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Hiking Boots & Shoes for Men: Top 5 Lightweight Picks & Reviews

Updated on November 28, 2014
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Five Best Hiking Boots for Men: Lightweight, Waterproof, Comfortable

When I try to get people organized for a hike, the excuse I usually hear is "I don't have hiking boots!" My response to that? Well get some!

I will admit that footwear can make or break a good hike. I'd much rather be thinking about the beautiful vistas and clean air than about my aching feet. That's why I wanted to put together a list of the best hiking boots for men, so I can easily refer my male friends to some quality footwear.

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A good pair of hiking boots for men should consist of a few things: they should be durable, able to withstand the rigours of the trail. They should be comfortable, easy to wear all day and (if possible) well ventilated. Ideally, they should be waterproof too.

So what are the best hiking boots for men? That depends on your personal criteria! This article will review several men's hiking boots, offering some thoughts and suggestions as to what each pair is best suited for.

Curious? I hope so! Read on.

Tracking Down some Top Quality Men's Hiking Boots

Before you pull out your credit card, it's worth being cautious. A pair of boots is an investment, and you want something that will last a while. I'd encourage you to make a checklist (I'm all about the checklists!)

Where Will I Be Hiking?

Determining your locations will help you select the right footwear. If you'll be doing lots of hiking on gravel, for example, a durable pair with excellent tread would be ideal. In swampy or muddy areas, a tough pair of waterproof men's hiking boots would be a good choice.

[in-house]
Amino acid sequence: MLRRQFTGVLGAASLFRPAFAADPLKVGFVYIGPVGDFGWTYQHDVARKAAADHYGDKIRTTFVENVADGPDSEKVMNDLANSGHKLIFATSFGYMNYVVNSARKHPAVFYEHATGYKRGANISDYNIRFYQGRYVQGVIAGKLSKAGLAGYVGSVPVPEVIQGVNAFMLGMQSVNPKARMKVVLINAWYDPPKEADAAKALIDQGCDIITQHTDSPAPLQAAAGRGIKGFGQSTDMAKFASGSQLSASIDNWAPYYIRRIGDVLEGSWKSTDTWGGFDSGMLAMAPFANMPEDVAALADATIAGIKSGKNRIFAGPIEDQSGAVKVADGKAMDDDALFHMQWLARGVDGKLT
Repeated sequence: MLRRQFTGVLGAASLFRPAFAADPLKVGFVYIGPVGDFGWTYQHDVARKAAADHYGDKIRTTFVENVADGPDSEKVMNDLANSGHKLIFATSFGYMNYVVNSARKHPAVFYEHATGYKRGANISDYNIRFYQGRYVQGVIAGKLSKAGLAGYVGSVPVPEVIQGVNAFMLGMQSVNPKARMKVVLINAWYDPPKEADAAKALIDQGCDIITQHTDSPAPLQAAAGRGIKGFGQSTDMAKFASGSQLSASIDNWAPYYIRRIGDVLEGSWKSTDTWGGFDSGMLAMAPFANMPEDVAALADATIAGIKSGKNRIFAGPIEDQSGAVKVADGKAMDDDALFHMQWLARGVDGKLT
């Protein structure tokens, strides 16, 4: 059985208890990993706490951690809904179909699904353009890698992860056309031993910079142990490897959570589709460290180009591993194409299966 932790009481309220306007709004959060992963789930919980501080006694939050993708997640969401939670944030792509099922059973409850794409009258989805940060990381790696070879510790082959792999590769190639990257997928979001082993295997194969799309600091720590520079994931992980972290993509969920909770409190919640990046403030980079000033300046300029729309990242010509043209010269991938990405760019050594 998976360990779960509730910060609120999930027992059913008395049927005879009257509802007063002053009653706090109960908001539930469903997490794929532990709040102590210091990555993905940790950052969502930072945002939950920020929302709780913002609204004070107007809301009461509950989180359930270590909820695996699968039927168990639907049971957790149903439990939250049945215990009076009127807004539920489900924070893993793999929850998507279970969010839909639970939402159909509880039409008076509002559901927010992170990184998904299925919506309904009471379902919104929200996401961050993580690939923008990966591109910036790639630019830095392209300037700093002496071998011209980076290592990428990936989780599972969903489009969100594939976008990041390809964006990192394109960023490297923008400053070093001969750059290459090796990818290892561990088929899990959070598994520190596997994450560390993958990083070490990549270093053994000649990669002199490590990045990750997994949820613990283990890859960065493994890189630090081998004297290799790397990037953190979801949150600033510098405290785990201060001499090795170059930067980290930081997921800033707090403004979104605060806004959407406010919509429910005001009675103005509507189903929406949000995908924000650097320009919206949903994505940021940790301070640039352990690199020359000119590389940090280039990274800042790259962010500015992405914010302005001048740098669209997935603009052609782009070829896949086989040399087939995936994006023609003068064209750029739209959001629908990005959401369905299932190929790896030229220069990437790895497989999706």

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WHAT SEASON WILL I HIKE?

The season that you hike in should factor here. If you are a summer hiker, a pair of lightweight, cool men's hiking shoes would be the best choice. If you are a winter or all-season adventurer, you'll want insulated and waterproof hiking boots instead.

WHAT'S MY PACE?

The pace at which you travel is an important distinction to make. If you travel fast, the best pair of hiking boots for you might be lightweight shoes or ones with tons of ventilation. If you have a slower pace, weight isn't such a big issue.

Moab: Among the best lightweight men's hiking boots today

You're probably familiar with Merrell. They've produced an excellent pair of lightweight men's hiking boots that I'm very excited to recommend.

If you're looking for a surprisingly light hiking boot for men, with excellent reviews, this is a great pair to consider.

Let's start with the traction. With a Vibram rubber sole, the tread pattern is unique, and they'll be comfortable on a mixture of terrains. It's not the most heavily treaded shoe, but it has versatility, and the heel has tons of bite for added traction.

Like most Vibram soles, the shoe has quite a bit of flex to it, making it very comfortable, and the cushioned air heel absorbs impact and lessens wear on your joints.

This is one of the best waterproof men's hiking boots too, with a Gore-Tex liner that keeps your feet nice and dry in wet weather, while still allowing air to circulate. I should mention: the outer part of the shoe will still absorb moisture. The liner will prevent your feet from becoming damp.

The shoe has a durable upper portion made from leather and synthetic mesh, and it rises to a comfortable height on your ankle, helping to prevent rolls and discomfort.

Comfort in these shoes is incredible! I find that they have decent arch support, along with lots of cushioning. A harsh trail will feel very soft and manageable in them.